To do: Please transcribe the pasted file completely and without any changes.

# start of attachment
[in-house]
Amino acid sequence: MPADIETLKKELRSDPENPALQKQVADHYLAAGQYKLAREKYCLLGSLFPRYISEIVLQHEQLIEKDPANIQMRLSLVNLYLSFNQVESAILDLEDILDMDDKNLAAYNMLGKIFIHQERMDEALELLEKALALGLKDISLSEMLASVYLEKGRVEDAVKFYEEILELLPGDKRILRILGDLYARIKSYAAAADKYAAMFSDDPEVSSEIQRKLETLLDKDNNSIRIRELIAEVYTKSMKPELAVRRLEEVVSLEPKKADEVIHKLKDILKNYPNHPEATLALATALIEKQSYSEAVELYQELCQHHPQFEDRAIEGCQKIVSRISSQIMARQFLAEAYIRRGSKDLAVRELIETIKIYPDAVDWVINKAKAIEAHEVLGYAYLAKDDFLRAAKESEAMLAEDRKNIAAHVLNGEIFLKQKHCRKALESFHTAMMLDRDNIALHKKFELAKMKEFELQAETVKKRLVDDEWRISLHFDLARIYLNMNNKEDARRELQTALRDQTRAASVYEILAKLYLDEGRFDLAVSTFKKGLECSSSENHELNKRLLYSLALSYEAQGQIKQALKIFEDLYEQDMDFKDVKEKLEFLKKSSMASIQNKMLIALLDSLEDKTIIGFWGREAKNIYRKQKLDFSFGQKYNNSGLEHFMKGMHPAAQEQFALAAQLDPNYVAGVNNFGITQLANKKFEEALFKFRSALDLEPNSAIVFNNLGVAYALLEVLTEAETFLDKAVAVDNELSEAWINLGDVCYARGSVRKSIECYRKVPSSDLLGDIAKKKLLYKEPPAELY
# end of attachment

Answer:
[in-house]
Amino acid sequence: MPADIETLKKELRSDPENPALQKQVADHYLAAGQYKLAREKYCLLGSLFPRYISEIVLQHEQLIEKDPANIQMRLSLVNLYLSFNQVESAILDLEDILDMDDKNLAAYNMLGKIFIHQERMDEALELLEKALALGLKDISLSEMLASVYLEKGRVEDAVKFYEEILELLPGDKRILRILGDLYARIKSYAAAADKYAAMFSDDPEVSSEIQRKLETLLDKDNNSIRIRELIAEVYTKSMKPELAVRRLEEVVSLEPKKADEVIHKLKDILKNYPNHPEATLALATALIEKQSYSEAVELYQELCQHHPQFEDRAIEGCQKIVSRISSQIMARQFLAEAYIRRGSKDLAVRELIETIKIYPDAVDWVINKAKAIEAHEVLGYAYLAKDDFLRAAKESEAMLAEDRKNIAAHVLNGEIFLKQKHCRKALESFHTAMMLDRDNIALHKKFELAKMKEFELQAETVKKRLVDDEWRISLHFDLARIYLNMNNKEDARRELQTALRDQTRAASVYEILAKLYLDEGRFDLAVSTFKKGLECSSSENHELNKRLLYSLALSYEAQGQIKQALKIFEDLYEQDMDFKDVKEKLEFLKKSSMASIQNKMLIALLDSLEDKTIIGFWGREAKNIYRKQKLDFSFGQKYNNSGLEHFMKGMHPAAQEQFALAAQLDPNYVAGVNNFGITQLANKKFEEALFKFRSALDLEPNSAIVFNNLGVAYALLEVLTEAETFLDKAVAVDNELSEAWINLGDVCYARGSVRKSIECYRKVPSSDLLGDIAKKKLLYKEPPAELY